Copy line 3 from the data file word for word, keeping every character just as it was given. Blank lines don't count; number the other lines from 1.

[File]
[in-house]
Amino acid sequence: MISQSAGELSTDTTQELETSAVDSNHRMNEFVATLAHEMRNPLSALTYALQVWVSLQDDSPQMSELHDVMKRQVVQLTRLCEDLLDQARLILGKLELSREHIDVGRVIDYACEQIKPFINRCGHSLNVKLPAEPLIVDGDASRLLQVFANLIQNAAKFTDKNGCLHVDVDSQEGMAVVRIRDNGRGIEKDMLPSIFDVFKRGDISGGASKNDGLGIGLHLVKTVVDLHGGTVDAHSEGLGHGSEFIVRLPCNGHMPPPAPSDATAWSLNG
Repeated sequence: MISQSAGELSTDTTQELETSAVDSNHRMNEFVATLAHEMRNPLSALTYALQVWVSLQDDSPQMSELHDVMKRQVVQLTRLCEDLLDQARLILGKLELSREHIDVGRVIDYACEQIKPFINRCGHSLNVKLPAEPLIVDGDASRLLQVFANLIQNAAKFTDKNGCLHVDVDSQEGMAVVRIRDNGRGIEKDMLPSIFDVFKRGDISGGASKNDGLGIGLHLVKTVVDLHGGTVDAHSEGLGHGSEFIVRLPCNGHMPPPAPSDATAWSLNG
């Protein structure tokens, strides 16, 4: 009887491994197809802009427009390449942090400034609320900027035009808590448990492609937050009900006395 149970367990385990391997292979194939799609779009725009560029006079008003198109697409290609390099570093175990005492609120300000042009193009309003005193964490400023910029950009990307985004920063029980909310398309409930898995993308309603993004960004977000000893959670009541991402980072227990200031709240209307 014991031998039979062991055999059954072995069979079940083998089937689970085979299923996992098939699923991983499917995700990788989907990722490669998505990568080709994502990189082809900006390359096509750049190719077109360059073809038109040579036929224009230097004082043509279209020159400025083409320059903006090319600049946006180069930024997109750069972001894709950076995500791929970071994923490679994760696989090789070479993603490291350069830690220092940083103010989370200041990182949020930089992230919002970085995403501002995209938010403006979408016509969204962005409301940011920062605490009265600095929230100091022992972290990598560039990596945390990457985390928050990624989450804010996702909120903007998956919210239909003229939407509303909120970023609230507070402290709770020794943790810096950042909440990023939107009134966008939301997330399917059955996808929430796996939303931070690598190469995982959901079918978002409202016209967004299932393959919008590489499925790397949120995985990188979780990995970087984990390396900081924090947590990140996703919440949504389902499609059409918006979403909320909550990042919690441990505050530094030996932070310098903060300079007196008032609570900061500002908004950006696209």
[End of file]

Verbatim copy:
Repeated sequence: MISQSAGELSTDTTQELETSAVDSNHRMNEFVATLAHEMRNPLSALTYALQVWVSLQDDSPQMSELHDVMKRQVVQLTRLCEDLLDQARLILGKLELSREHIDVGRVIDYACEQIKPFINRCGHSLNVKLPAEPLIVDGDASRLLQVFANLIQNAAKFTDKNGCLHVDVDSQEGMAVVRIRDNGRGIEKDMLPSIFDVFKRGDISGGASKNDGLGIGLHLVKTVVDLHGGTVDAHSEGLGHGSEFIVRLPCNGHMPPPAPSDATAWSLNG